Opening statements postponed at ex-officer's murder trial
By JACQUES BILLEAUD
Oct. 26, 2017
PHOENIX (AP) — Opening statements were postponed at the murder trial of a former Mesa police officer charged in a fatal shooting after his attorney asked a judge to forbid news organizations from broadcasting video of the deadly encounter.
Attorneys at Philip Brailsford's trial were scheduled to address jurors Wednesday, but opening statements were rescheduled for Thursday to give Judge George Foster more time to rule on the request.
The former officer faces a murder charge in the January 2016 shooting death of Daniel Shaver of Granbury, Texas, at a hotel in Mesa. Officers went to the hotel on a call that someone was pointing a rifle out a window.
Brailsford, who has since been fired for policy violations, maintains the shooting was justified because he believed Shaver was reaching for a gun during the encounter.
While no weapons were found on Shaver's body, two pellet rifles related to his pest-control job were later found in his hotel room.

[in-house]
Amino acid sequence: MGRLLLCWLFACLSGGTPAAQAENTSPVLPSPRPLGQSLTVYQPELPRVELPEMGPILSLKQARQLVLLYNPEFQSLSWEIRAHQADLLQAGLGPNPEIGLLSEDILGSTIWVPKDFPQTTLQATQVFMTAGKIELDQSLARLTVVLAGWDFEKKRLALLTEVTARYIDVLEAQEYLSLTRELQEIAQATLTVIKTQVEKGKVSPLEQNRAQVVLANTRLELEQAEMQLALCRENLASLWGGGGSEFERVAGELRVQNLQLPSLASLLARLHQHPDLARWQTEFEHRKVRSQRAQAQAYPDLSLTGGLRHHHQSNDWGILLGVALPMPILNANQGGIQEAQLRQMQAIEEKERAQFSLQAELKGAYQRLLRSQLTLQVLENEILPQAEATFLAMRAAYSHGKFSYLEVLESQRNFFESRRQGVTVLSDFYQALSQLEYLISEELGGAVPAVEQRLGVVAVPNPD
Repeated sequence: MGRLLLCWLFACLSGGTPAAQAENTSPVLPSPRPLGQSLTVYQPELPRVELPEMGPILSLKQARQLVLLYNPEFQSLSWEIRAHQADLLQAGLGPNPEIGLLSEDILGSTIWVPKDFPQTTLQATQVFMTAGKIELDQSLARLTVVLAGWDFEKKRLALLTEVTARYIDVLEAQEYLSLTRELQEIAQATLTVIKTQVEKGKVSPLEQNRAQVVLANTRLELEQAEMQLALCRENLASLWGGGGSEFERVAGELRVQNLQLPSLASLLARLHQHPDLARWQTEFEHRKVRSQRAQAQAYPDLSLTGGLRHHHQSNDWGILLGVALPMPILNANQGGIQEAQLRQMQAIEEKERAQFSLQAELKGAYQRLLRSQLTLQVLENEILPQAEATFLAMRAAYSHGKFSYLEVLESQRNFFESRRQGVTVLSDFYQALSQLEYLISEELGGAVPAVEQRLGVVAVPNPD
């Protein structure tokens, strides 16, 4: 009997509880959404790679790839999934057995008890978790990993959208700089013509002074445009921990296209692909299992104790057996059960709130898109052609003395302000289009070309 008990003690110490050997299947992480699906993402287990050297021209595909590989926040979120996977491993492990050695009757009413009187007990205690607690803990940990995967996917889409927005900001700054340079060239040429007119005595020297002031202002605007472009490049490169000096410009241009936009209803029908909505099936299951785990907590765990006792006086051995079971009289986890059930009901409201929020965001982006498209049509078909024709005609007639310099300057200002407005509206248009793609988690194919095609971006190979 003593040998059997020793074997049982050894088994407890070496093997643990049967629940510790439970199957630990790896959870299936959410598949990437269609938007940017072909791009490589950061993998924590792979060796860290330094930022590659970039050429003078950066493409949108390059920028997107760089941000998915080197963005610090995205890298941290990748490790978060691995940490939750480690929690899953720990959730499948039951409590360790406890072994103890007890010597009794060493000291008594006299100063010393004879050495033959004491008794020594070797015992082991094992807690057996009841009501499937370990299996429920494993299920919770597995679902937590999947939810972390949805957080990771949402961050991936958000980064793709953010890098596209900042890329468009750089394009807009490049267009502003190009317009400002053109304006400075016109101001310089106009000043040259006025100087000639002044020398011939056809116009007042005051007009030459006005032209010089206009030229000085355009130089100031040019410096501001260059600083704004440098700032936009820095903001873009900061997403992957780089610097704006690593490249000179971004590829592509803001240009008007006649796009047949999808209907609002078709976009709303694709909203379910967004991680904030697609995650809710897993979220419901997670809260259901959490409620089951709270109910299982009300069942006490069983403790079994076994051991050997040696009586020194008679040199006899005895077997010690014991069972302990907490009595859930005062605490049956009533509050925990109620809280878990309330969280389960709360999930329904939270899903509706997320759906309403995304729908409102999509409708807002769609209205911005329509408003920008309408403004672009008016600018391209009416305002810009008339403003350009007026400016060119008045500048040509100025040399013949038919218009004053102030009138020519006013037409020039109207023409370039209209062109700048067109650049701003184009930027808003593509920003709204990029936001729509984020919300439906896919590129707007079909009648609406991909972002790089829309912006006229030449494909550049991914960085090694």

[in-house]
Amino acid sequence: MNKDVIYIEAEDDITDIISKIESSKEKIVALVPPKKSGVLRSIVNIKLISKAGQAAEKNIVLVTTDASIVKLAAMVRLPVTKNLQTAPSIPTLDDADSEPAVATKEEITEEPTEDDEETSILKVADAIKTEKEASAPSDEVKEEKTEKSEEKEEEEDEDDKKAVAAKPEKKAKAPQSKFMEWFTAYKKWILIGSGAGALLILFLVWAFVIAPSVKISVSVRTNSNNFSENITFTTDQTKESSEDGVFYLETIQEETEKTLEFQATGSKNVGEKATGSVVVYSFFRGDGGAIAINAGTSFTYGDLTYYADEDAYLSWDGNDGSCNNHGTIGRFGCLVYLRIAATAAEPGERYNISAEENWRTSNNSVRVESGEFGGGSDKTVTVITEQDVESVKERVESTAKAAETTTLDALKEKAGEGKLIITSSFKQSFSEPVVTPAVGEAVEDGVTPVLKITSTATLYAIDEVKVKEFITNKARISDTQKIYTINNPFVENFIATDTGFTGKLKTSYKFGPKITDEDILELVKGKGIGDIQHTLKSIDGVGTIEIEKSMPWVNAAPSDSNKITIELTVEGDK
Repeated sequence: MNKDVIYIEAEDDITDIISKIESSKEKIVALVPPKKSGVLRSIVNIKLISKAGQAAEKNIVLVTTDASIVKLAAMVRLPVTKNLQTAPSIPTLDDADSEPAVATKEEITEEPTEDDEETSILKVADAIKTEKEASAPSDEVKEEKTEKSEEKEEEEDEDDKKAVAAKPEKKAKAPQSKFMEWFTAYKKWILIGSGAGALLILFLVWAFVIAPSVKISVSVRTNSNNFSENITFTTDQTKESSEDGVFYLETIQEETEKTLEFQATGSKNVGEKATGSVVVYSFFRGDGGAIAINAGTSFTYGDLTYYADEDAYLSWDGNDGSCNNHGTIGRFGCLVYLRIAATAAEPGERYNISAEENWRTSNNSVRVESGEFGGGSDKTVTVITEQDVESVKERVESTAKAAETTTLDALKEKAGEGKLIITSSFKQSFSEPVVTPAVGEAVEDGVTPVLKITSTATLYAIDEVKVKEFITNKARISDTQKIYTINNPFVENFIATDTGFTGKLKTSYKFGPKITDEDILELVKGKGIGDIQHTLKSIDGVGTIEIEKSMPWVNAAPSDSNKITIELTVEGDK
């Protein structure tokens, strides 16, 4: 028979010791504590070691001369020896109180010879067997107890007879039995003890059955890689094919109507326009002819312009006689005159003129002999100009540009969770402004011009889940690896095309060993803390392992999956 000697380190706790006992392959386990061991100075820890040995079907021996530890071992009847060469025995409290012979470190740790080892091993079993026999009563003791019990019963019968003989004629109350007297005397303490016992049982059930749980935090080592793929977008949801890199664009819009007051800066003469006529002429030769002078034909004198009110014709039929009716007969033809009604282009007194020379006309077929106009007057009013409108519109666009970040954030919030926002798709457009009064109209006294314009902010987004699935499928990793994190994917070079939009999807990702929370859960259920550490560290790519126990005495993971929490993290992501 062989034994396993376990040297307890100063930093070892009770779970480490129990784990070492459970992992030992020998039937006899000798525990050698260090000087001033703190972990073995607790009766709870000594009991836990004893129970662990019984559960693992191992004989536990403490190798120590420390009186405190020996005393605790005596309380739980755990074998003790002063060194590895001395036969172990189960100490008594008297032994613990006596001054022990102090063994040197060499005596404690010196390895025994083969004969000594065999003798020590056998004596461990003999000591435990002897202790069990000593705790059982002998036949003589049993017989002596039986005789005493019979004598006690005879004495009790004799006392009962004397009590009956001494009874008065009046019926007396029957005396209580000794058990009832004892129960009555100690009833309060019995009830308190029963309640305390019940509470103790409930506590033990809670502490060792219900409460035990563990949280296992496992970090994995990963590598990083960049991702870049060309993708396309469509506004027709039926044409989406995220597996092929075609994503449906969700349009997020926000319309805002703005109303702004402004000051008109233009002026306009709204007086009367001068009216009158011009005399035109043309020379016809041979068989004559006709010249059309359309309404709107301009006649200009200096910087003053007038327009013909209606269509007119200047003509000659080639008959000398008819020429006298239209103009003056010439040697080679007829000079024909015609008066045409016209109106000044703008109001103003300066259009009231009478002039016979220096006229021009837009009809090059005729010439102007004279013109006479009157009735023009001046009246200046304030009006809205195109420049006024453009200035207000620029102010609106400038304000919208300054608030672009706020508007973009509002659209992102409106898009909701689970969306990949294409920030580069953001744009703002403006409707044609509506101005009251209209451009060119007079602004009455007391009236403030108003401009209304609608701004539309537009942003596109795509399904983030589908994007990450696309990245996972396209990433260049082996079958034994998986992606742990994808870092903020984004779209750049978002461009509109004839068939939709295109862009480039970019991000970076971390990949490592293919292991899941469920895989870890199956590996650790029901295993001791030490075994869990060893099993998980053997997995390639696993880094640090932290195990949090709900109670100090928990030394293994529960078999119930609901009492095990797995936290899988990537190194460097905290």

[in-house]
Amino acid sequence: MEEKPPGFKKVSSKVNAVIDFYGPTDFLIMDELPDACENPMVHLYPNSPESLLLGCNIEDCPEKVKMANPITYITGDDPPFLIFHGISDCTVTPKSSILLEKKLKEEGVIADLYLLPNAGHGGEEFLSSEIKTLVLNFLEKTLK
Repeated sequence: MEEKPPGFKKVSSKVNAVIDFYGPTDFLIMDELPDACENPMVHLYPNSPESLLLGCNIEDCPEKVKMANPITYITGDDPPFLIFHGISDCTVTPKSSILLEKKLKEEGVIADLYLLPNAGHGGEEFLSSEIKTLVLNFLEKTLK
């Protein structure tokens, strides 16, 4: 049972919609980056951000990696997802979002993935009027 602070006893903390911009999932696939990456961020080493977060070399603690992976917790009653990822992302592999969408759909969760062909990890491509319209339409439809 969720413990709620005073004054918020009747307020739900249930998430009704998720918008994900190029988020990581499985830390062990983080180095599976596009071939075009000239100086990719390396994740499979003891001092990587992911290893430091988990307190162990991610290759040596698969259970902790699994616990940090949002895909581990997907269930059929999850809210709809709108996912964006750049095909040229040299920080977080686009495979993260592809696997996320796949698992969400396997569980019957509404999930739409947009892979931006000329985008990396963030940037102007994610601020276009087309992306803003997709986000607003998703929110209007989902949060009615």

The shooting occurred after Shaver exited his room and was ordered to lay face-down in a hotel hallway.
Authorities say the shooting wasn't justified, pointing out that Shaver wasn't voicing threats and was begging police not to shoot him.
Brailsford attorney Michael Piccarreta said broadcasting the body-camera footage before the trial's conclusion could hurt his client's fair-trial rights.
"I would urge the court that if this is publicly disseminated, I will be back here with issues — jurors seeing it on the news," Piccarreta said.
The Associated Press and other news organizations contend the public has a First Amendment right to see the video. Attorneys representing Shaver's survivors joined the news organizations in opposing Brailsford's request.
David Bodney, an attorney representing the news organizations, said there wasn't enough space in the small courtroom for interested members of the public to view the evidence, so broadcasting the video would let them view the footage.
A portion of the 18-minute video was previously released, but the trial would mark the first time that unedited footage of the shooting will be shown publicly.
The edited version showed officers taking cover in doorways and crouching down on their knees as they waited for Shaver to exit his hotel room. It ended when someone walks out of the room.
Another judge who released the edited video in May 2016 had said portions of footage should remain under seal until Brailsford's trial to protect his right to a fair trial and impartial jury.
Follow Jacques Billeaud at twitter.com/jacquesbilleaud. His work can be found at https://www.apnews.com/search/jacques%20billeaud.